Today, we traveled by van through Puglia to see the countryside, stopping in Alberobello.
Albertobello has been designated a UNESCO World Heritage site, where homes known as trulli line cobblestone streets. Trulli are found only in the Puglia region of Italy.
Trulli homes have conical rooftops, made of stacked stones without the use of mortar.
I am writing this from an Internet cafe in Ostuni, Italy, in the Puglia region, so this entry will be rather short.
Also, the locations we visited during our last day in Istanbul can be described on Wikipedia
as well as I can do it.
Tulips: Although Holland has much better marketing, tulips are actually from Turkey. They were brought from central Asia, and exported to Holland starting in the late 16th century. Today, they fill the medians of Istanbul and are on the national symbols. Continue reading
I am falling behind with the writing, so I have to try to summarize: Lots of caves.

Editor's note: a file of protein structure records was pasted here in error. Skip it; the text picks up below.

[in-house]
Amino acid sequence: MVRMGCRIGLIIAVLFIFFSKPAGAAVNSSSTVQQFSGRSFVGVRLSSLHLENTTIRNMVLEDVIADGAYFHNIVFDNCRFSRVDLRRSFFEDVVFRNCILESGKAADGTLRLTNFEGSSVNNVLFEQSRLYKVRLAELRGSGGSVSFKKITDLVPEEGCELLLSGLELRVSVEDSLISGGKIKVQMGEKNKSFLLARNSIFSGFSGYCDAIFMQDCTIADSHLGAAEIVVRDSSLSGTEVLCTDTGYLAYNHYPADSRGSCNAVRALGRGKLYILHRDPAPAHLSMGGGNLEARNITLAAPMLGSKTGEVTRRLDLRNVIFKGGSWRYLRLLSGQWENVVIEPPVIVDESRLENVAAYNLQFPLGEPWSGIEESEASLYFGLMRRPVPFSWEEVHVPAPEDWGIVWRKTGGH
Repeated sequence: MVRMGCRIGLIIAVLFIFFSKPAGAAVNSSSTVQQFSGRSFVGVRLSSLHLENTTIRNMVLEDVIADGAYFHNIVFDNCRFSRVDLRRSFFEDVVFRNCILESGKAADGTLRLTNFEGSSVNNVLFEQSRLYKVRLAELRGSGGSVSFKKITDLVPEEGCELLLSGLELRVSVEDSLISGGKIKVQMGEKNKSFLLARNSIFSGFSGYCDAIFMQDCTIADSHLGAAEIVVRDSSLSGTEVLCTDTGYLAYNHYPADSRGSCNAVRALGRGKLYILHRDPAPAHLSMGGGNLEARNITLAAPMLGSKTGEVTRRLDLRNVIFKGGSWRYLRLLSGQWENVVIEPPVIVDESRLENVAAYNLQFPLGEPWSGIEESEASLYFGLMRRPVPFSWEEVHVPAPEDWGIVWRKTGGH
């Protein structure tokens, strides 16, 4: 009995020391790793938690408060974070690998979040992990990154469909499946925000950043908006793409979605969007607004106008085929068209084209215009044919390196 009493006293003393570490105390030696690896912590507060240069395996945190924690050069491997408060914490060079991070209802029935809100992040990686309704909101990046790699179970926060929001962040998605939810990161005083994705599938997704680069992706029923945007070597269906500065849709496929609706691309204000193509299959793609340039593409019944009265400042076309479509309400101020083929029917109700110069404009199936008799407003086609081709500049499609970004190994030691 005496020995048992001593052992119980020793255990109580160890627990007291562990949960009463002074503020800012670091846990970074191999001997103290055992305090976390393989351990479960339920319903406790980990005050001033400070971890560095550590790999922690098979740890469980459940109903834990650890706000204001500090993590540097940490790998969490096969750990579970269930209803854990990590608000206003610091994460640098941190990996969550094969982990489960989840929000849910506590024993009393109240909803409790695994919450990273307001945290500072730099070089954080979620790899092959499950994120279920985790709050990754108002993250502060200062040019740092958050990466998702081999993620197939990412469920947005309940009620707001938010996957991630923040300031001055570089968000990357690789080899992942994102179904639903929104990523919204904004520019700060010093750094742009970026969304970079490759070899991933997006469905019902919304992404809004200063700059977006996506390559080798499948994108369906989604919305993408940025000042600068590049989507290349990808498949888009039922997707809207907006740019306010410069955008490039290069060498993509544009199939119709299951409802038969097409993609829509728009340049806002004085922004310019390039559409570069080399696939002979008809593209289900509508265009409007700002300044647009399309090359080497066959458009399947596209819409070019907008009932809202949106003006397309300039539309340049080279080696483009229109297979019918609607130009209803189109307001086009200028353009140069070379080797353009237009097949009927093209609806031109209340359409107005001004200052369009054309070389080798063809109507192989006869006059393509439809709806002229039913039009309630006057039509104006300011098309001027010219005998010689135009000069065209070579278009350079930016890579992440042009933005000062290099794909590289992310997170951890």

The Cappadocia region is filled with a deep layer of soft limestone topped with a hard layer of volcanic basalt. As the basalt cracks, erosion causes the soft limestone to wear away, leading to the strange landscape from this photo.
Since there are no trees, and little water to make clay, up until about 4000 years ago, people in Cappadocia lived in the natural caves. Once metal was available, they started carving the stone to make their own caves. In many inhabited areas, every single column of stone is being used as someone’s house. Many of them are still very desirable homes today.
We started the day early, being picked up before 6:00 to make it to our hot air balloon excursion at dawn. There were about 10 of us in each balloon, with the others in our balloon from German and Japanese groups. Even though Joy gets motion sickness sitting in a rocking chair (no, seriously), she had no trouble with the balloon. And even though we both have some trouble with heights, we both only had minor reactions to it. Overall, an experience we would highly recommend.
The rest of the day, we spent touring various archeological sites and cave dwellings. It is really not possible to describe all the things we are seeing without pictures. In short, we visited lots of cave dwellings, including a lot of early Christian cave churches and monasteries. In this region, most of the rock is soft limestone, which people carved homes from starting as soon as they got metal, about 4,000 years ago.